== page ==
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(Revised Post #1) The Impact of Illegal Immigrants on the U.S Economy.

The Impact of Illegal Immigrants on the U.S Economy.

In the U.S., there are many illegal immigrants mainly coming from Mexico, China, and other developing countries. According to the Pew Hispanic Center’s estimation, the size of unauthorized immigrants increased from 3.5 to 11.7 million between 1990 and 2012. As the number of illegal immigrants have been significantly growing over time, it is important to understand its effect on the economy.

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Let’s begin with the negative economic effects that are occurred by illegal immigrants. We can start examining this question by assuming that most illegal immigrants are low-skilled workers. I know that this assumption is not always true but it is unlikely that high skilled immigrants are undocumented workers since it is much easier for them to get working visas. Thus, increase in the supply of migrants mostly undercut wages and take jobs from low-skilled natives. In this case, low-skilled native-born workers only have two options, which are accepting lower pay or looking for other jobs. According to labor economists, their finding suggests that illegal immigrants have lowered the wages of native born workers without high school diploma by anywhere between 0.4 to 7.4 percent. In addition, the fiscal effect of a migrant is initially negative because most illegal immigrants work in low-pay jobs, hence pay little income tax and send their children to school. Thus, undocumented workers pay a little tax but receive great benefits from the welfare including education and other government services.

Illegal immigration, however, also has a positive impact on the U.S. economy. Some economists claim that illegal immigrants lower the wage of low-skilled natives born workers but Ottaviano and Peri’s findings suggest that the effect of the immigration on wages are as following:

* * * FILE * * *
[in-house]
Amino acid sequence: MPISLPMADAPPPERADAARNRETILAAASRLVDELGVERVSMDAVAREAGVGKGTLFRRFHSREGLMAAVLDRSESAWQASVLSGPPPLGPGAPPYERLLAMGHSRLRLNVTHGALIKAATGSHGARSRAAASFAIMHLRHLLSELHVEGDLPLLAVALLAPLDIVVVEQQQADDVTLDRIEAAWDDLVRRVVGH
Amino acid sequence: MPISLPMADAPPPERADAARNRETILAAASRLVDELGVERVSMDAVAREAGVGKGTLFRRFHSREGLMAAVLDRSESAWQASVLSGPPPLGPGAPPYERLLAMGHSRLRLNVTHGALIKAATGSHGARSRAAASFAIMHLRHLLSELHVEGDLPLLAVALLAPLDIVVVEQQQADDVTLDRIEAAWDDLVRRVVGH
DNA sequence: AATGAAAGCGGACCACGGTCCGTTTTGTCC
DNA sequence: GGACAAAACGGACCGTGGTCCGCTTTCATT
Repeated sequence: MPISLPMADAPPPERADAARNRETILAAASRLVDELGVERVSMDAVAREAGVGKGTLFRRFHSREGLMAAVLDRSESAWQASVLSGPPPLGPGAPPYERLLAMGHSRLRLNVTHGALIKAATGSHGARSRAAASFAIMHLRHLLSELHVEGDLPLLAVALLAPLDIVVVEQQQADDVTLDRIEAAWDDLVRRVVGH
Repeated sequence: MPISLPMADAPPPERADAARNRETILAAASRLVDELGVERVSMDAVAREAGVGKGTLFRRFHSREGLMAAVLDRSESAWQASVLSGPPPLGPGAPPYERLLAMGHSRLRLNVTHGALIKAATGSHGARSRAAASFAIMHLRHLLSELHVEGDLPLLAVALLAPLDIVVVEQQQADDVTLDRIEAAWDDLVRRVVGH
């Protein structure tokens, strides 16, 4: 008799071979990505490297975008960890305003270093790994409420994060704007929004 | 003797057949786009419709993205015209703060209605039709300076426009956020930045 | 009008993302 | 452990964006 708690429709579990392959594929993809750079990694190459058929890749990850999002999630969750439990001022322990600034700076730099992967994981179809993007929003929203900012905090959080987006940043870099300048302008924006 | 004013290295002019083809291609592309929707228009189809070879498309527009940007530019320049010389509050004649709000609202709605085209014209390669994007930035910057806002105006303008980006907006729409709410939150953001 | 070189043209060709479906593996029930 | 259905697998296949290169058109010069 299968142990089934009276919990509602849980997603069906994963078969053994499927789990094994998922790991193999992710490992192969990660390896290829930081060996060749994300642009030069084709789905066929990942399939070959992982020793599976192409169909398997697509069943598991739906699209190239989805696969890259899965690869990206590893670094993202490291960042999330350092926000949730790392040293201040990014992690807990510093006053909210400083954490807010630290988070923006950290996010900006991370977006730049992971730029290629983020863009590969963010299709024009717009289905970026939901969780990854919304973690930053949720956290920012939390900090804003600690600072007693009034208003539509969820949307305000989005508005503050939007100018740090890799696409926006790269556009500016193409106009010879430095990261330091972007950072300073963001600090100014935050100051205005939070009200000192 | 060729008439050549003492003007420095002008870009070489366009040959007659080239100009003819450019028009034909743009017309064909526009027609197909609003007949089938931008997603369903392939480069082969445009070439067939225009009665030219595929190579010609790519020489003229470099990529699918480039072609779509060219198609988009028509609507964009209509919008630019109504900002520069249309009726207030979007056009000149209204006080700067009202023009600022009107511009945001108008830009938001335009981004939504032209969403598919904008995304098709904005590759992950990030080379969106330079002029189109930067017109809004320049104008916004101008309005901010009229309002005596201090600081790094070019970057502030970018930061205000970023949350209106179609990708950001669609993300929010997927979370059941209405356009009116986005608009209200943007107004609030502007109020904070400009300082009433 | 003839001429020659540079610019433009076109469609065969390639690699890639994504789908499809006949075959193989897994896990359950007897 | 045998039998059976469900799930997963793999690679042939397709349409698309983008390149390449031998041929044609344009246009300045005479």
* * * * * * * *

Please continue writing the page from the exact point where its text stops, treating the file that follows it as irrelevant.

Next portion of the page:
1. Wages of native high school dropouts decrease only by 1.1%
  2. On average the US born wages increase by 1.8%
  3. Foreign-born wages drop by 19.8%

These findings show that the effect of illegal immigrants on the native workers’ wage is not significantly negative but only lowers the wages of foreign-born workers. This implies that manufacturing companies can make their products at cheaper prices since their hiring costs decrease as well, meaning that the price of normal goods that are consumed by average U.S. citizens also go down.

In addition, the fiscal effect of a migrant becomes positive as their earnings increase in the long run. Although the fiscal impact is initially negative, it becomes positive as their children become more educated, hence earning goes up. George Mason University economist Bryan Caplan writes, “Contrary to popular stereotypes, welfare states focus on the old, not the poor. Social Security and Medicare dwarf means-tested programs. Since immigrants tend to be young, they often end up supporting elderly natives rather than ‘milking the system.’ Illegal immigrants who pay taxes on fake Social Security numbers are pure profit for the Treasury. In 2005, Social Security’s chief actuary estimated that without all the taxes paid on invalid Social Security numbers, ‘the system’s long-term funding hole over 75 years would be 10 percent deeper”, claiming that illegal immigrants are not the economic burden to the U.S.